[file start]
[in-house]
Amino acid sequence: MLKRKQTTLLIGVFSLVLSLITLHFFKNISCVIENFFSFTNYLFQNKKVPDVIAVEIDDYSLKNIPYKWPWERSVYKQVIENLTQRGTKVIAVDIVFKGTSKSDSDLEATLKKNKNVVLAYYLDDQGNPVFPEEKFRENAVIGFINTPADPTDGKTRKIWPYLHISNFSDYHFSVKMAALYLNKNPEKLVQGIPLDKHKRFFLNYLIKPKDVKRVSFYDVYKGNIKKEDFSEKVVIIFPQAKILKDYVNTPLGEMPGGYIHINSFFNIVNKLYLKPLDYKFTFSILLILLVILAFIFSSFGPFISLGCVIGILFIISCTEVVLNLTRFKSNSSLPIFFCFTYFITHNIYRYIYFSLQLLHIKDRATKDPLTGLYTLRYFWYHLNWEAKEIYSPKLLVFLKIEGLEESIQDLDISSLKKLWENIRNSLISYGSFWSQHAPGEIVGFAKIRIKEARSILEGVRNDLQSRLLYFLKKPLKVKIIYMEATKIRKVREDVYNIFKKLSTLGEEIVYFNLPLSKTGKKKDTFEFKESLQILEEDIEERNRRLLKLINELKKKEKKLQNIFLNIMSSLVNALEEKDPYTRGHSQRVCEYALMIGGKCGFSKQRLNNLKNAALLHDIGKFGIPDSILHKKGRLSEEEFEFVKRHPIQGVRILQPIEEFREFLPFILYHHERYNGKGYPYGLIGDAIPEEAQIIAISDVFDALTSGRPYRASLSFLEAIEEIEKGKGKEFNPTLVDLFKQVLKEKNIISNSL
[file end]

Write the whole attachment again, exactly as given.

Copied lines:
[in-house]
Amino acid sequence: MLKRKQTTLLIGVFSLVLSLITLHFFKNISCVIENFFSFTNYLFQNKKVPDVIAVEIDDYSLKNIPYKWPWERSVYKQVIENLTQRGTKVIAVDIVFKGTSKSDSDLEATLKKNKNVVLAYYLDDQGNPVFPEEKFRENAVIGFINTPADPTDGKTRKIWPYLHISNFSDYHFSVKMAALYLNKNPEKLVQGIPLDKHKRFFLNYLIKPKDVKRVSFYDVYKGNIKKEDFSEKVVIIFPQAKILKDYVNTPLGEMPGGYIHINSFFNIVNKLYLKPLDYKFTFSILLILLVILAFIFSSFGPFISLGCVIGILFIISCTEVVLNLTRFKSNSSLPIFFCFTYFITHNIYRYIYFSLQLLHIKDRATKDPLTGLYTLRYFWYHLNWEAKEIYSPKLLVFLKIEGLEESIQDLDISSLKKLWENIRNSLISYGSFWSQHAPGEIVGFAKIRIKEARSILEGVRNDLQSRLLYFLKKPLKVKIIYMEATKIRKVREDVYNIFKKLSTLGEEIVYFNLPLSKTGKKKDTFEFKESLQILEEDIEERNRRLLKLINELKKKEKKLQNIFLNIMSSLVNALEEKDPYTRGHSQRVCEYALMIGGKCGFSKQRLNNLKNAALLHDIGKFGIPDSILHKKGRLSEEEFEFVKRHPIQGVRILQPIEEFREFLPFILYHHERYNGKGYPYGLIGDAIPEEAQIIAISDVFDALTSGRPYRASLSFLEAIEEIEKGKGKEFNPTLVDLFKQVLKEKNIISNSL